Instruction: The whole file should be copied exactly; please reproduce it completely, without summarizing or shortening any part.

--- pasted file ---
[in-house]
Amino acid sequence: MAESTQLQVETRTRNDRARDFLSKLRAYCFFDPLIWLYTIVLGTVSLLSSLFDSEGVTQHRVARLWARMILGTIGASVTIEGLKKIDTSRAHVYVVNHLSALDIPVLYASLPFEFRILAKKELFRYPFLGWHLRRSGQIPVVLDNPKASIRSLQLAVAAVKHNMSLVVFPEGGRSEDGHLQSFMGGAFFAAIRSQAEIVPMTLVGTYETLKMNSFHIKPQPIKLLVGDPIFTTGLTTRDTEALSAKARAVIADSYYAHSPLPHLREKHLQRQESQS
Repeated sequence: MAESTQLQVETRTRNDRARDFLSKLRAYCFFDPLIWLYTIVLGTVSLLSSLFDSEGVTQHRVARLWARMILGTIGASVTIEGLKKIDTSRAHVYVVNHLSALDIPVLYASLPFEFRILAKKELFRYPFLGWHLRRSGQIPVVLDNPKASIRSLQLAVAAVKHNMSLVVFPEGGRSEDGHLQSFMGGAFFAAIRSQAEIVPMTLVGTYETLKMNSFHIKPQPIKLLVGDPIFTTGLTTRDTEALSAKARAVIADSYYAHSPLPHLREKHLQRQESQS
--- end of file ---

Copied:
[in-house]
Amino acid sequence: MAESTQLQVETRTRNDRARDFLSKLRAYCFFDPLIWLYTIVLGTVSLLSSLFDSEGVTQHRVARLWARMILGTIGASVTIEGLKKIDTSRAHVYVVNHLSALDIPVLYASLPFEFRILAKKELFRYPFLGWHLRRSGQIPVVLDNPKASIRSLQLAVAAVKHNMSLVVFPEGGRSEDGHLQSFMGGAFFAAIRSQAEIVPMTLVGTYETLKMNSFHIKPQPIKLLVGDPIFTTGLTTRDTEALSAKARAVIADSYYAHSPLPHLREKHLQRQESQS
Repeated sequence: MAESTQLQVETRTRNDRARDFLSKLRAYCFFDPLIWLYTIVLGTVSLLSSLFDSEGVTQHRVARLWARMILGTIGASVTIEGLKKIDTSRAHVYVVNHLSALDIPVLYASLPFEFRILAKKELFRYPFLGWHLRRSGQIPVVLDNPKASIRSLQLAVAAVKHNMSLVVFPEGGRSEDGHLQSFMGGAFFAAIRSQAEIVPMTLVGTYETLKMNSFHIKPQPIKLLVGDPIFTTGLTTRDTEALSAKARAVIADSYYAHSPLPHLREKHLQRQESQS